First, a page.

RP: Danny Moskos

    RP: Tim Wood

    RP: Chris Resop

    SU: Jose Veras

    CP: Joel Hanrahan

    June, 2012

    RP: Chris Resop

    RP: Doug Slaten

    RP: Tony Watson

    RP: Jared Hughes

    RP: Juan Cruz

    SU: Jason Grilli

    CP: Joel Hanrahan

     

    While difficult to maintain the perfection he was carrying through the first half of last season, Hanrahan has still been dominant as the closer, blowing only two saves while managing a 3-0 record.

    Grilli and Cruz have been major improvements as set-up men; they have produced much better numbers then Veras and Resop did last year. The emergence of Cruz has also allowed Resop to pitch earlier in games, providing a solid arm for the middle innings.

    The two lefties in the pen are virtually a wash, but you have to figure that an added year of experience was beneficial to Tony Watson, even though his numbers are slightly off from what they were last season.

    Finally, Jared Hughes has been a surprising young addition to an already deep bullpen and has an ERA nearly four runs lower then Tim Wood had.

    Overall, while last year's bullpen consisted mainly of guys overachieving, this year's version is deeper, contains more power arms and should continue it's success beyond July.

Fielding

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    June, 2011

    C: Mike McKenry

    1B: Lyle Overbay

    2B: Neil Walker

    3B: Brandon Wood/Josh Harrison

    SS: Ronny Cedeno

    LF: Jose Tabata

    CF: Andrew McCutchen

    RF: Garrett Jones

    June, 2011

    C: Rod Barajas

    1B: Garrett Jones/Casey McGehee

    2B: Neil Walker

    3B: Pedro Alvarez

    SS: Clint Barmes

    LF: Alex Presley

    CF: Andrew McCutchen

    RF: Jose Tabata

    Barajas vs. McKenry behind the plate was essentially a wash, the Jones-McGehee platoon has actually played much better defense then expected, certainly outplaying last year's first baseman, Overbay.

    Cedeno was having a tremendous defensive season last year and performed better than what Barmes has up to this point. However, Barmes' numbers are skewed from early season struggles in the field.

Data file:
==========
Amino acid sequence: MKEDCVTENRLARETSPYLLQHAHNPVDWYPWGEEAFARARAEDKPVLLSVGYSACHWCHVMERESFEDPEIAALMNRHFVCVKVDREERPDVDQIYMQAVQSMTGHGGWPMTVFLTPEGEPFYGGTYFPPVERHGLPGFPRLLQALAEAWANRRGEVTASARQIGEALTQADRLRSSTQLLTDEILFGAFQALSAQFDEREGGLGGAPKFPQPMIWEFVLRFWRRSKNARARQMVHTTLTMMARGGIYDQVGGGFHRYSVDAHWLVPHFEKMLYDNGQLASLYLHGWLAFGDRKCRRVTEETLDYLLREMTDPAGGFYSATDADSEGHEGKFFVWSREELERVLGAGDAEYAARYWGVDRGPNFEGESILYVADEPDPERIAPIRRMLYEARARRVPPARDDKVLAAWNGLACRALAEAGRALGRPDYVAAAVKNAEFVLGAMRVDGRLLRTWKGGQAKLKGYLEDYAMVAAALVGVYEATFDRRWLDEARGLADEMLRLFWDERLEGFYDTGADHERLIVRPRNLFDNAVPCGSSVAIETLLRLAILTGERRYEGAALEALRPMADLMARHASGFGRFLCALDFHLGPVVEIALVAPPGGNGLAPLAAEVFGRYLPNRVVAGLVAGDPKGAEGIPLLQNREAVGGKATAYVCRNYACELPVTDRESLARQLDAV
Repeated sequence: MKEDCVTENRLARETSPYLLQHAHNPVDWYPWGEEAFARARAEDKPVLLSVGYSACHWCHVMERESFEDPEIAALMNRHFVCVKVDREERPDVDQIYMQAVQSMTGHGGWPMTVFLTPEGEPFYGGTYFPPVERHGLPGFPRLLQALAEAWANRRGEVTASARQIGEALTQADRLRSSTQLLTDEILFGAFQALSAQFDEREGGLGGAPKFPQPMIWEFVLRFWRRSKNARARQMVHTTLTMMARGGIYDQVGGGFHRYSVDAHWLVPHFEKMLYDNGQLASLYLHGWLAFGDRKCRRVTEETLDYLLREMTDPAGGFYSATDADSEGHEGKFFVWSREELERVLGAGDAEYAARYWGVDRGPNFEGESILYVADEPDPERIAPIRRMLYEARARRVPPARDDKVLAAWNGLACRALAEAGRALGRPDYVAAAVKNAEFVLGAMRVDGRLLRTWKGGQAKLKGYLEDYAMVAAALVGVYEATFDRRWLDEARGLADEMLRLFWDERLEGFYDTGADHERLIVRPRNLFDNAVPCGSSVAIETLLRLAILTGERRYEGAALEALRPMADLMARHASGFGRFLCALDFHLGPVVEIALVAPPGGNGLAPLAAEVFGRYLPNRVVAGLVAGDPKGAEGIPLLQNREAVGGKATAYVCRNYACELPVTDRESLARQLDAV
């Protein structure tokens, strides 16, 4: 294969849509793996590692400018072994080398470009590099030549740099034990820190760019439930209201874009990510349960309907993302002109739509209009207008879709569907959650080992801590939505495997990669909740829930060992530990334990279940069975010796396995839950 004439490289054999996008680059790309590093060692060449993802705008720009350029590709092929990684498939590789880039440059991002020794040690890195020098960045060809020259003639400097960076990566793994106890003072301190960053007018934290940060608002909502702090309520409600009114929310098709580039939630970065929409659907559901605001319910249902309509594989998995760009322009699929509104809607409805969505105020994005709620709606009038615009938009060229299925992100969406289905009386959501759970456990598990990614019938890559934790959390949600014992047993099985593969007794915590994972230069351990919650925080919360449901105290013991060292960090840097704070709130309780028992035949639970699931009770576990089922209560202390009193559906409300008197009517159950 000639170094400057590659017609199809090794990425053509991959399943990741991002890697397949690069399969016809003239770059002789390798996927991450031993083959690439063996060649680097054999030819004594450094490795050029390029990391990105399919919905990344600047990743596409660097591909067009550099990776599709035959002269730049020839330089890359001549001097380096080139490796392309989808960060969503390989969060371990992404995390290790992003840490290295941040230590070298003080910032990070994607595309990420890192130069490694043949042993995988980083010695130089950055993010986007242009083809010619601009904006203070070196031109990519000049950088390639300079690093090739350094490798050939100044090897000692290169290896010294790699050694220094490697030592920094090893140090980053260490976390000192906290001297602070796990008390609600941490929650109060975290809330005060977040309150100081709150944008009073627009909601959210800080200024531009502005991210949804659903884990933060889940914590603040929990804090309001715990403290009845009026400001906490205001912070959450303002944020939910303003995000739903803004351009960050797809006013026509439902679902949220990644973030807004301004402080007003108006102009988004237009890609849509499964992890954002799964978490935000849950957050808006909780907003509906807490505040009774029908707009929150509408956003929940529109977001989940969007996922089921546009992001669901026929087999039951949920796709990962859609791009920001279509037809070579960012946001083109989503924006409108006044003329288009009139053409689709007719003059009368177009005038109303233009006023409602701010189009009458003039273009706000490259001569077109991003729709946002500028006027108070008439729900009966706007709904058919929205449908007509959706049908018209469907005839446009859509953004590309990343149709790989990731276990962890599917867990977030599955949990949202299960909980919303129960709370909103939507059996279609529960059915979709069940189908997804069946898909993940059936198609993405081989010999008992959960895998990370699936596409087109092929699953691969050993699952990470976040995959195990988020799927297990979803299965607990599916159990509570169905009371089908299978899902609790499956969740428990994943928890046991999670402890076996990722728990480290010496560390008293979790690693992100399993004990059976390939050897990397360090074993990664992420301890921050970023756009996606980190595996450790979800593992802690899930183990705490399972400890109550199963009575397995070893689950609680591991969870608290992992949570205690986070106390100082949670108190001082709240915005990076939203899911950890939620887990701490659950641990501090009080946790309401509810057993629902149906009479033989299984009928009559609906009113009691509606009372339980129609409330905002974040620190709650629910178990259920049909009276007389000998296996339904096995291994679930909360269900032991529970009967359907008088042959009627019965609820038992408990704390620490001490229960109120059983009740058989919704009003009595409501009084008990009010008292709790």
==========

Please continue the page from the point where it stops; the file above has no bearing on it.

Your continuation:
Alvarez has provided an improvement over Wood and Harrison, who both struggled at times at the hot corner.

    This year's outfield is the fastest in all of baseball and has caught nearly every single fly ball hit out of the infield, providing the pitching staff with the confidence needed to pitch all over the plate.

    Last year's version was pretty good as well, but this year's outfield with three speedsters takes the cake.

Bench

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    June, 2011

    C: Dusty Brown

    OF: Matt Diaz

    INF: Brandon Wood/Josh Harrison

    OF: Xavier Paul

    INF: Chase D'Arnaud

    June, 2012

    C: Mike McKenry

    3B/1B/OF: Casey McGehee/Garrett Jones

    INF/OF: Josh Harrison

    INF: Jordy Mercer

    1B: Matt Hague

    McKenry was starting over Brown last year while both Chris Snyder and Ryan Doumit were hurt, so obviously having him on the bench now is an improvement over Brown, who could barely bat over .100.

    Both Jones and McGehee are an improvement over Diaz, who couldn't even hit one homer for the Bucs last year and was traded away by the end of August.

    This bench does lack a player like Paul, who can fill in at centerfield, but Harrison has been able to produce offensively off the bench, particularly of late. Typically, the Pirates get no offensive production from these slots—not at least since Matt Stairs graced PNC Park.

    Mercer hasn't gotten much of an opportunity yet, but he did pass up D'Arnaud in Triple A.

    Hague gives Hurdle another usable bat off of the bench with potential to grow.

Conclusion

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    Overall, it is clear that while last year's team shocked the world and performed over their heads only to fall off in the later months, this year's team has improved on last year's both in terms of depth and ability.

    With all five aspects of the team showing improvement in some way or another over last year's version, it's clear that the Pirates will have a much better chance at maintaining a winning record.

    As long as the Bucs can keep up their recent level of play while being able to recover from short losing streaks (such as the recent four-gamer vs. Baltimore and Cleveland) these Pirates will end the curse of Sid Bream.